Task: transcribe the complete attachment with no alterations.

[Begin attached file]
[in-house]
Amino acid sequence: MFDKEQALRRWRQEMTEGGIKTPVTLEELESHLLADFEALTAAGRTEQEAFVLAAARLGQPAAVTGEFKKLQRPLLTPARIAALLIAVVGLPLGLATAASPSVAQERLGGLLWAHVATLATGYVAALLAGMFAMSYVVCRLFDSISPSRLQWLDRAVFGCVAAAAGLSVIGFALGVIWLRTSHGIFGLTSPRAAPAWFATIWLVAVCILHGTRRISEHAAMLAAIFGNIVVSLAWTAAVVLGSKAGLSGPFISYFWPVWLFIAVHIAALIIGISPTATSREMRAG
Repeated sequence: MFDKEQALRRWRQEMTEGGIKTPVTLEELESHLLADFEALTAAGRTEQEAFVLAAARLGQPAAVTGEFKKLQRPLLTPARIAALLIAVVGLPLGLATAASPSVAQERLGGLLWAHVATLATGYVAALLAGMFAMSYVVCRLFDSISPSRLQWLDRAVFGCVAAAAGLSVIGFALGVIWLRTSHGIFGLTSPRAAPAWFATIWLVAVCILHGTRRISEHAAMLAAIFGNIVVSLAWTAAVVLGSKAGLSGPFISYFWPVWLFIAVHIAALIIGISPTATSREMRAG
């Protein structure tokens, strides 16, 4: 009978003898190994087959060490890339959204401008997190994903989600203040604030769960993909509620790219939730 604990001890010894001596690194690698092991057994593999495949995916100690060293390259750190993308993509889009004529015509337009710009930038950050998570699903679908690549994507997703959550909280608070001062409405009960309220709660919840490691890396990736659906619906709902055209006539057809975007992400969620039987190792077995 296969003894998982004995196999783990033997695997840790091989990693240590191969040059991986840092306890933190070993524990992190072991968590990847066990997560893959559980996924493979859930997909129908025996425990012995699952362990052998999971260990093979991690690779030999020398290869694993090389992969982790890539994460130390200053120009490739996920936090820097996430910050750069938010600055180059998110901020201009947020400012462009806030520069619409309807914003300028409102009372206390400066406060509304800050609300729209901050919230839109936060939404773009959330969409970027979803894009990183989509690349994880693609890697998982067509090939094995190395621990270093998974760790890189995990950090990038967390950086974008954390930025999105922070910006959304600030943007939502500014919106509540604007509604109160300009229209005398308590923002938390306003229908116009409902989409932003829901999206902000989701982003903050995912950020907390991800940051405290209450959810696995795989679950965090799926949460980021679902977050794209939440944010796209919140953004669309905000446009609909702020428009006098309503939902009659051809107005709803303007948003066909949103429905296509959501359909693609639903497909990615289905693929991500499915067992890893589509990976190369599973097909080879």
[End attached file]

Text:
[in-house]
Amino acid sequence: MFDKEQALRRWRQEMTEGGIKTPVTLEELESHLLADFEALTAAGRTEQEAFVLAAARLGQPAAVTGEFKKLQRPLLTPARIAALLIAVVGLPLGLATAASPSVAQERLGGLLWAHVATLATGYVAALLAGMFAMSYVVCRLFDSISPSRLQWLDRAVFGCVAAAAGLSVIGFALGVIWLRTSHGIFGLTSPRAAPAWFATIWLVAVCILHGTRRISEHAAMLAAIFGNIVVSLAWTAAVVLGSKAGLSGPFISYFWPVWLFIAVHIAALIIGISPTATSREMRAG
Repeated sequence: MFDKEQALRRWRQEMTEGGIKTPVTLEELESHLLADFEALTAAGRTEQEAFVLAAARLGQPAAVTGEFKKLQRPLLTPARIAALLIAVVGLPLGLATAASPSVAQERLGGLLWAHVATLATGYVAALLAGMFAMSYVVCRLFDSISPSRLQWLDRAVFGCVAAAAGLSVIGFALGVIWLRTSHGIFGLTSPRAAPAWFATIWLVAVCILHGTRRISEHAAMLAAIFGNIVVSLAWTAAVVLGSKAGLSGPFISYFWPVWLFIAVHIAALIIGISPTATSREMRAG
């Protein structure tokens, strides 16, 4: 009978003898190994087959060490890339959204401008997190994903989600203040604030769960993909509620790219939730 604990001890010894001596690194690698092991057994593999495949995916100690060293390259750190993308993509889009004529015509337009710009930038950050998570699903679908690549994507997703959550909280608070001062409405009960309220709660919840490691890396990736659906619906709902055209006539057809975007992400969620039987190792077995 296969003894998982004995196999783990033997695997840790091989990693240590191969040059991986840092306890933190070993524990992190072991968590990847066990997560893959559980996924493979859930997909129908025996425990012995699952362990052998999971260990093979991690690779030999020398290869694993090389992969982790890539994460130390200053120009490739996920936090820097996430910050750069938010600055180059998110901020201009947020400012462009806030520069619409309807914003300028409102009372206390400066406060509304800050609300729209901050919230839109936060939404773009959330969409970027979803894009990183989509690349994880693609890697998982067509090939094995190395621990270093998974760790890189995990950090990038967390950086974008954390930025999105922070910006959304600030943007939502500014919106509540604007509604109160300009229209005398308590923002938390306003229908116009409902989409932003829901999206902000989701982003903050995912950020907390991800940051405290209450959810696995795989679950965090799926949460980021679902977050794209939440944010796209919140953004669309905000446009609909702020428009006098309503939902009659051809107005709803303007948003066909949103429905296509959501359909693609639903497909990615289905693929991500499915067992890893589509990976190369599973097909080879």